Southern White Gravy is made with bacon drippings, milk and flour to create the most delicious country gravy you've ever tasted!
- Why You'll Love It
- What is White Gravy?
- Other Types of Southern Gravy
- Where Did Biscuits and Gravy Originate?
- How to Make Southern White Gravy
- How Do I Fix Lumpy Gravy?
- Recipe FAQs
- Tips and Tricks
- Storage and Freezing
- What to Serve with Southern White Gravy?
- Southern Brunch Recipes
- Recipe Card
Why You'll Love It
- classic southern breakfast staple
- feeds a large crowd
- great recipe that's totally made from scratch
- makes a delicious dipping sauce
- serve it for lunch or dinner too!
What is White Gravy?
White gravy is a classic southern recipe made with milk and heavy cream that has been cooked with bacon grease and flour. It's completely different from brown gravy which is usually made with beef stock.
This easy recipe also has a heavy dose of black pepper, so it's sometimes called White Pepper Gravy, which tastes great over pork chops or chicken fried steak.
Other Types of Southern Gravy
There are as many types of southern gravy as there are stars in the sky! Have you ever heard of Tomato Gravy? It sounds a little different, but tastes amazing when served over hot biscuits and breakfast sausage. Chocolate gravy is also a thing down south if you're looking for something sweet.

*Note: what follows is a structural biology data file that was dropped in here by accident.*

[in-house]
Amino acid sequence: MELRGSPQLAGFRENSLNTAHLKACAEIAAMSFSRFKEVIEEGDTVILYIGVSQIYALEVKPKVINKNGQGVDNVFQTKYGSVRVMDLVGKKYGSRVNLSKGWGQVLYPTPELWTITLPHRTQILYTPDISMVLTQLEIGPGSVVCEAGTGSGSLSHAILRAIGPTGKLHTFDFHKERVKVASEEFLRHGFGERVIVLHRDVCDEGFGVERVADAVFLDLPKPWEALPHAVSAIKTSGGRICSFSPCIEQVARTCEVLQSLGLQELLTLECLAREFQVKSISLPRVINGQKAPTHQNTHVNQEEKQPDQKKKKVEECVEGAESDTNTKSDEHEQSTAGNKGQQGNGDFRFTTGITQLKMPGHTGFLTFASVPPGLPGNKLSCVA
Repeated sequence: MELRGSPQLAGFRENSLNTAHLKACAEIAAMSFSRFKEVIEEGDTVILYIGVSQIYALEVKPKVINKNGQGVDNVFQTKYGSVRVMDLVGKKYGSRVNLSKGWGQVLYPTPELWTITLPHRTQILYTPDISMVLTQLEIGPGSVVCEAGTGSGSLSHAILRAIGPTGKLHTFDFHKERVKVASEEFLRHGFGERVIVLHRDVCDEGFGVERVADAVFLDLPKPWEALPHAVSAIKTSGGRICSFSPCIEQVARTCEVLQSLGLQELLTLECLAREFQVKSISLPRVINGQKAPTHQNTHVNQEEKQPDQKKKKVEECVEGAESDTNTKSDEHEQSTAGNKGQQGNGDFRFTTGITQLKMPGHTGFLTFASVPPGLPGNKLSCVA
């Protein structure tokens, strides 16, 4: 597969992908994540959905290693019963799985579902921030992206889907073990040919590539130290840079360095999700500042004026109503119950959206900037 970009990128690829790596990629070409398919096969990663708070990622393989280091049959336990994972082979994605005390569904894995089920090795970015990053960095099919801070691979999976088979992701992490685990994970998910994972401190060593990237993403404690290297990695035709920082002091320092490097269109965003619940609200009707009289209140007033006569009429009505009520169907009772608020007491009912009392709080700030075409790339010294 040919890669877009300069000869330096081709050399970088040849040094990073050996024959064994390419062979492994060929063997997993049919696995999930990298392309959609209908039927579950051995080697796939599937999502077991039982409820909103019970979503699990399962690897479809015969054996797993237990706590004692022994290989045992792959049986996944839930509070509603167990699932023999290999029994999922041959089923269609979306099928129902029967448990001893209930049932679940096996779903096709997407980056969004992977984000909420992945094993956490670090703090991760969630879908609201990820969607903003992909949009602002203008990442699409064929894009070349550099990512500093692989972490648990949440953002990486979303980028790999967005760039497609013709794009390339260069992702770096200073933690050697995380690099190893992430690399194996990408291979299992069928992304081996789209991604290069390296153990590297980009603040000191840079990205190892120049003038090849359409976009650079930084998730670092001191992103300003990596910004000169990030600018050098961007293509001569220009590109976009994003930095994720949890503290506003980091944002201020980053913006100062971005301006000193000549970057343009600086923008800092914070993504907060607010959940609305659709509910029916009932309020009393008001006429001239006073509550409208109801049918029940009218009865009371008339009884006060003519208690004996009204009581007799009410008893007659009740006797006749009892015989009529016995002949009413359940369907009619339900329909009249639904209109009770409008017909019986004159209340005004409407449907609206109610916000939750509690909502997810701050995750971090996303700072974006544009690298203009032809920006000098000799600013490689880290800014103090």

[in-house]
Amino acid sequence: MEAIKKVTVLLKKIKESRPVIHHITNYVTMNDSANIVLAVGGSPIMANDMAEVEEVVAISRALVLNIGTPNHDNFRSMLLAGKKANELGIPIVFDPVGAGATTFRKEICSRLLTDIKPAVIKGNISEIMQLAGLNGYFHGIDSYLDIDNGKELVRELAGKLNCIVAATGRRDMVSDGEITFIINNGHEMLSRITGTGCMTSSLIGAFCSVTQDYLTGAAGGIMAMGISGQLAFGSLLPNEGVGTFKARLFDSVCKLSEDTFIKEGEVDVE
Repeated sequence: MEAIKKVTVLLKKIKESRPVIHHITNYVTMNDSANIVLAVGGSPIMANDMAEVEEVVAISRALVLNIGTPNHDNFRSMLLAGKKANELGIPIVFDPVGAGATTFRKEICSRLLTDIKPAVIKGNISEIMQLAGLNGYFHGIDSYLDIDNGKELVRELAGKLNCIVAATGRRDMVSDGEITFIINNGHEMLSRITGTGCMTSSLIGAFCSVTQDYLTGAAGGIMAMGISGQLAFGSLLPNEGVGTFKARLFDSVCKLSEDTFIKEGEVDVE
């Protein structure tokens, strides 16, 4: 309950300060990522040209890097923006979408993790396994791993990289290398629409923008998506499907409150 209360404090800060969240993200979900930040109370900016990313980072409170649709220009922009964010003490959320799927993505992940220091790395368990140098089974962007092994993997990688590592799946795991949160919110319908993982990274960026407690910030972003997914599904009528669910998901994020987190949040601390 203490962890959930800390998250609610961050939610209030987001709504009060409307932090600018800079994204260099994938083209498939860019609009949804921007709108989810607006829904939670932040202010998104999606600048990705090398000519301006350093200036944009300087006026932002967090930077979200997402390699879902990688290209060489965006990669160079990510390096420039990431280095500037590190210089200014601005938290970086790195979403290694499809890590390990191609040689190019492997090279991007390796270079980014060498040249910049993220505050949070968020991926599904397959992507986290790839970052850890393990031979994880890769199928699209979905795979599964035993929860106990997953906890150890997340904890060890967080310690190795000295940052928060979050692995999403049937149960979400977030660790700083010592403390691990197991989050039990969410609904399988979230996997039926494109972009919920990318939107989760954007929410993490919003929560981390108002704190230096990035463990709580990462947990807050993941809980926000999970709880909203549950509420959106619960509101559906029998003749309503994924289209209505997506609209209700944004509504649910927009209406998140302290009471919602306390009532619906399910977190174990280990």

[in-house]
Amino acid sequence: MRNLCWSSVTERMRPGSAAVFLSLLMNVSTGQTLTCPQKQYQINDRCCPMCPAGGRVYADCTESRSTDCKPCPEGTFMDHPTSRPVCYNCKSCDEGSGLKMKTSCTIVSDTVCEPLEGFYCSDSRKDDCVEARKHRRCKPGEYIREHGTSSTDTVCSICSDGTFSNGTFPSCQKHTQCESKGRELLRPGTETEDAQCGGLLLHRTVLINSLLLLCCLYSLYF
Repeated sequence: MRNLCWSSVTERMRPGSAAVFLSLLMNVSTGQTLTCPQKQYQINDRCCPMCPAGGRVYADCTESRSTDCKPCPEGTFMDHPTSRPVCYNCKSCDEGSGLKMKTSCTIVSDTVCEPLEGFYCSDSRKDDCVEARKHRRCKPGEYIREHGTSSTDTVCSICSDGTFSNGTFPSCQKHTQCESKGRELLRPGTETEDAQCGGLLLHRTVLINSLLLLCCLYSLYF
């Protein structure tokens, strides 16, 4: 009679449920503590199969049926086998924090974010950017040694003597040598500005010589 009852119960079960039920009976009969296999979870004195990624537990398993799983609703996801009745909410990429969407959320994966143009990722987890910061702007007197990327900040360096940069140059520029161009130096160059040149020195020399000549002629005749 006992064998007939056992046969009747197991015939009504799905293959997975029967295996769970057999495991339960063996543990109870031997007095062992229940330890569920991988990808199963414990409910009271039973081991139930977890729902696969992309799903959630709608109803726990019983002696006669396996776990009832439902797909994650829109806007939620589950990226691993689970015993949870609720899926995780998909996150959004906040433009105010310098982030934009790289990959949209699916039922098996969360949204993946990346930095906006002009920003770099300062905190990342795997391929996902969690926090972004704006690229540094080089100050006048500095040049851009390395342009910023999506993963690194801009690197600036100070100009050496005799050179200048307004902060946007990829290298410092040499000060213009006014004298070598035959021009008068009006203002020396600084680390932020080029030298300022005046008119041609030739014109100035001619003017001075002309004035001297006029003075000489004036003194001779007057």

White Sausage Gravy is one of the most widely known southern recipes. It's made from cooked sausage, pan drippings and a simple roux.
Sawmill gravy is believed to have acquired its name from the lumber yards in Appalachia. Since there were many hungry sawmill workers at that time, biscuits and gravy filled them up and gave them energy to do hard labor.
Other types include redeye (made with coffee), milk gravy and cream gravy (which are both types of white gravy to be honest). We like to eat bacon for breakfast around these parts, so I make my homemade white gravy recipe with bacon grease and plenty of pepper.
In my opinion, if you're gonna eat Cat Head Biscuits, you gotta top 'em with Southern White Pepper Gravy! Some folks have a hard time making it without lumps, but I'll give you some tips that will nip that problem in the bud.
Equipment You'll Need
Plan on using a cast iron skillet, wooden spoon or whisk, and a set of measuring cups. If you don't have a cast iron skillet, a regular frying pan will do just fine.